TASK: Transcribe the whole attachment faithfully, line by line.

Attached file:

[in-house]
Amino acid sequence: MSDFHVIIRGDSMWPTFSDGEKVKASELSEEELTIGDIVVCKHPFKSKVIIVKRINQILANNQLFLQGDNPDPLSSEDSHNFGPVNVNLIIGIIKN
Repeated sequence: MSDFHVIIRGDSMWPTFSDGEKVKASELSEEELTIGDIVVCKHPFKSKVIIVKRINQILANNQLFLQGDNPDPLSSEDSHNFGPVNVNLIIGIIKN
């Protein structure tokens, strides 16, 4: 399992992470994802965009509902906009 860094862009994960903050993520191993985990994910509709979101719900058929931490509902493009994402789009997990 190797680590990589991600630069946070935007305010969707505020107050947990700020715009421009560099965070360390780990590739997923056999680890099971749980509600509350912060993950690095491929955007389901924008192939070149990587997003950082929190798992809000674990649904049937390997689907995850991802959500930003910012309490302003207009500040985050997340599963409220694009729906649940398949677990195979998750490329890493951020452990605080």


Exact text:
[in-house]
Amino acid sequence: MSDFHVIIRGDSMWPTFSDGEKVKASELSEEELTIGDIVVCKHPFKSKVIIVKRINQILANNQLFLQGDNPDPLSSEDSHNFGPVNVNLIIGIIKN
Repeated sequence: MSDFHVIIRGDSMWPTFSDGEKVKASELSEEELTIGDIVVCKHPFKSKVIIVKRINQILANNQLFLQGDNPDPLSSEDSHNFGPVNVNLIIGIIKN
């Protein structure tokens, strides 16, 4: 399992992470994802965009509902906009 860094862009994960903050993520191993985990994910509709979101719900058929931490509902493009994402789009997990 190797680590990589991600630069946070935007305010969707505020107050947990700020715009421009560099965070360390780990590739997923056999680890099971749980509600509350912060993950690095491929955007389901924008192939070149990587997003950082929190798992809000674990649904049937390997689907995850991802959500930003910012309490302003207009500040985050997340599963409220694009729906649940398949677990195979998750490329890493951020452990605080």